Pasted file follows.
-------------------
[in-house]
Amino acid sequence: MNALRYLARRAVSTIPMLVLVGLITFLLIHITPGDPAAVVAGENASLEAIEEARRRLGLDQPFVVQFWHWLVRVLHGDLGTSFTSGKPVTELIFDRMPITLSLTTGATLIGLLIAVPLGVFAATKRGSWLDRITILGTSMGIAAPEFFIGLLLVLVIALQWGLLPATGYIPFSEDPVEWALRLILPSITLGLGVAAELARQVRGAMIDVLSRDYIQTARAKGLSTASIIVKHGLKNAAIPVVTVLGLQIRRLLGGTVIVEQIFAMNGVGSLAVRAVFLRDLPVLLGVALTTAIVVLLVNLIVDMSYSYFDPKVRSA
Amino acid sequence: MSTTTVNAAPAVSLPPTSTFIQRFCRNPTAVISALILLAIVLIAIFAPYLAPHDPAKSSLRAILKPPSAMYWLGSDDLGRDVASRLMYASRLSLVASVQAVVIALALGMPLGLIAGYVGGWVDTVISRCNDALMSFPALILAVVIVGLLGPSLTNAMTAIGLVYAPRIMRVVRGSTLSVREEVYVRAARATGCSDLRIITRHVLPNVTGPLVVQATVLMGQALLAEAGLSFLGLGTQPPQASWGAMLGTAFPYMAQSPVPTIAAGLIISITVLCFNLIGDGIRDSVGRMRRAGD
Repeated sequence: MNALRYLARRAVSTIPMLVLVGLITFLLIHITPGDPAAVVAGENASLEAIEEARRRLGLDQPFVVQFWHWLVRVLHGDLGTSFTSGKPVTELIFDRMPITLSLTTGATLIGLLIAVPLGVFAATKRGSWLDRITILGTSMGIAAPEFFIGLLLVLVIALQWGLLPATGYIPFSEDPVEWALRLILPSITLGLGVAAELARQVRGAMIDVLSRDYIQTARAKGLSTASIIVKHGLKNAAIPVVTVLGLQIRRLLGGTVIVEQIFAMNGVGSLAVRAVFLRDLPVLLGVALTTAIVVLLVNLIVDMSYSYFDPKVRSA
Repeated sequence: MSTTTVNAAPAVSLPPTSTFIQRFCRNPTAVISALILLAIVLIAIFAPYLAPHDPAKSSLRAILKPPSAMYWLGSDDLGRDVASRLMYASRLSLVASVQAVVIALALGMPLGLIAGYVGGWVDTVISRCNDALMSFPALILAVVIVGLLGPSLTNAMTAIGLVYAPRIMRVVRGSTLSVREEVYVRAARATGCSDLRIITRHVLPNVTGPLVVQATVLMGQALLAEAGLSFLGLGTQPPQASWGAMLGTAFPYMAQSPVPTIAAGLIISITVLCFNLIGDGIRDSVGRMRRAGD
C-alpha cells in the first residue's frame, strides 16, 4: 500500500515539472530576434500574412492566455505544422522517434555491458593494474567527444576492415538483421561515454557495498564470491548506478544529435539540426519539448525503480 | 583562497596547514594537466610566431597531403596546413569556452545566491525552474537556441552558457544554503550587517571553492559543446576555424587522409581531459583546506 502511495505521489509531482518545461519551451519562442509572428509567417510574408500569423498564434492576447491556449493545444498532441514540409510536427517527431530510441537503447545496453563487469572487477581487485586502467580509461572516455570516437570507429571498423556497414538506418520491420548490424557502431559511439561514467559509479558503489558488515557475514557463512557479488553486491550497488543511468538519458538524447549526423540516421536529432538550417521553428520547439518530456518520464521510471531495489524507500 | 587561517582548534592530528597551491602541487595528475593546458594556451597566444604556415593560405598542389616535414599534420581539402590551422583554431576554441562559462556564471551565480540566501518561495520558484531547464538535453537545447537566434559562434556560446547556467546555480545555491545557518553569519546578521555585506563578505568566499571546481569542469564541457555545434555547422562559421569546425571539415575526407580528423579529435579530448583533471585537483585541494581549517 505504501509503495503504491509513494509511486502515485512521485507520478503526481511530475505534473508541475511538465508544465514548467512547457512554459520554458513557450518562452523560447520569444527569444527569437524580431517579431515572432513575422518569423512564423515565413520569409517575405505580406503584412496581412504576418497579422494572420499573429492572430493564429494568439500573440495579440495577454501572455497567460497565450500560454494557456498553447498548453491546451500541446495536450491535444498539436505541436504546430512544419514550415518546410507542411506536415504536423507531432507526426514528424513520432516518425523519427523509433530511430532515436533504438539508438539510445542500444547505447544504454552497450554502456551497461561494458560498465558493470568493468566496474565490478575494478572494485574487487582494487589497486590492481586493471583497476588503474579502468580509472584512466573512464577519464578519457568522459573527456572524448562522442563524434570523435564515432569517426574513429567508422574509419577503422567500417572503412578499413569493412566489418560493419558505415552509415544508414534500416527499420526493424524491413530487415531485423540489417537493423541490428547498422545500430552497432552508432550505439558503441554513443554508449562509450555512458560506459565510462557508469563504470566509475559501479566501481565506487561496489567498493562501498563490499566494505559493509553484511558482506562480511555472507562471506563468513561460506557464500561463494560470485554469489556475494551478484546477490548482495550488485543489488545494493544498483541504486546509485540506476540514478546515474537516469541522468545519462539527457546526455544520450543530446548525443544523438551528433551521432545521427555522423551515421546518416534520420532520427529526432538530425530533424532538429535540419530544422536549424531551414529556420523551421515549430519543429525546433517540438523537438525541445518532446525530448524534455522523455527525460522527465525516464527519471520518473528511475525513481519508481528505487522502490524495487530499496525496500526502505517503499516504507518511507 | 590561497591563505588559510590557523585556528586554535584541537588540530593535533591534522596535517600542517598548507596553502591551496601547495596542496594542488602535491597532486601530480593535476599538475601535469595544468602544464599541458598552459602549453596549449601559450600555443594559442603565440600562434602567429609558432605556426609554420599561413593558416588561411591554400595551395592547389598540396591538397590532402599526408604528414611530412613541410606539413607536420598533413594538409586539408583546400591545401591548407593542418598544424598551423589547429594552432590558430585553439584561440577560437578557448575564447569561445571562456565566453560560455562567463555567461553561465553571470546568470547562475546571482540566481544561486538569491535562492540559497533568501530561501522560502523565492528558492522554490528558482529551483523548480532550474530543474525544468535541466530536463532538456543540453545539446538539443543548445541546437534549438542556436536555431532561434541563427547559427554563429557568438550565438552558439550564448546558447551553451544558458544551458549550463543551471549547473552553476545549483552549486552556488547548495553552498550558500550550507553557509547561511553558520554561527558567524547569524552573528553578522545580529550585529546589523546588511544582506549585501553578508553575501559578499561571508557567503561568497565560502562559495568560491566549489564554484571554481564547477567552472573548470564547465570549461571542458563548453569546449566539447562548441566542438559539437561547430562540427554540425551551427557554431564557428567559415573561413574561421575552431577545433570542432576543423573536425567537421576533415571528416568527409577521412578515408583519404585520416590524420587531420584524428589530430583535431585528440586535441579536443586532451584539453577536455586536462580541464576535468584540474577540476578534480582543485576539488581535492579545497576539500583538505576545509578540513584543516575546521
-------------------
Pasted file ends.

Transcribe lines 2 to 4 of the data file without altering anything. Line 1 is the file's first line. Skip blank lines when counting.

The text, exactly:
Amino acid sequence: MNALRYLARRAVSTIPMLVLVGLITFLLIHITPGDPAAVVAGENASLEAIEEARRRLGLDQPFVVQFWHWLVRVLHGDLGTSFTSGKPVTELIFDRMPITLSLTTGATLIGLLIAVPLGVFAATKRGSWLDRITILGTSMGIAAPEFFIGLLLVLVIALQWGLLPATGYIPFSEDPVEWALRLILPSITLGLGVAAELARQVRGAMIDVLSRDYIQTARAKGLSTASIIVKHGLKNAAIPVVTVLGLQIRRLLGGTVIVEQIFAMNGVGSLAVRAVFLRDLPVLLGVALTTAIVVLLVNLIVDMSYSYFDPKVRSA
Amino acid sequence: MSTTTVNAAPAVSLPPTSTFIQRFCRNPTAVISALILLAIVLIAIFAPYLAPHDPAKSSLRAILKPPSAMYWLGSDDLGRDVASRLMYASRLSLVASVQAVVIALALGMPLGLIAGYVGGWVDTVISRCNDALMSFPALILAVVIVGLLGPSLTNAMTAIGLVYAPRIMRVVRGSTLSVREEVYVRAARATGCSDLRIITRHVLPNVTGPLVVQATVLMGQALLAEAGLSFLGLGTQPPQASWGAMLGTAFPYMAQSPVPTIAAGLIISITVLCFNLIGDGIRDSVGRMRRAGD
Repeated sequence: MNALRYLARRAVSTIPMLVLVGLITFLLIHITPGDPAAVVAGENASLEAIEEARRRLGLDQPFVVQFWHWLVRVLHGDLGTSFTSGKPVTELIFDRMPITLSLTTGATLIGLLIAVPLGVFAATKRGSWLDRITILGTSMGIAAPEFFIGLLLVLVIALQWGLLPATGYIPFSEDPVEWALRLILPSITLGLGVAAELARQVRGAMIDVLSRDYIQTARAKGLSTASIIVKHGLKNAAIPVVTVLGLQIRRLLGGTVIVEQIFAMNGVGSLAVRAVFLRDLPVLLGVALTTAIVVLLVNLIVDMSYSYFDPKVRSA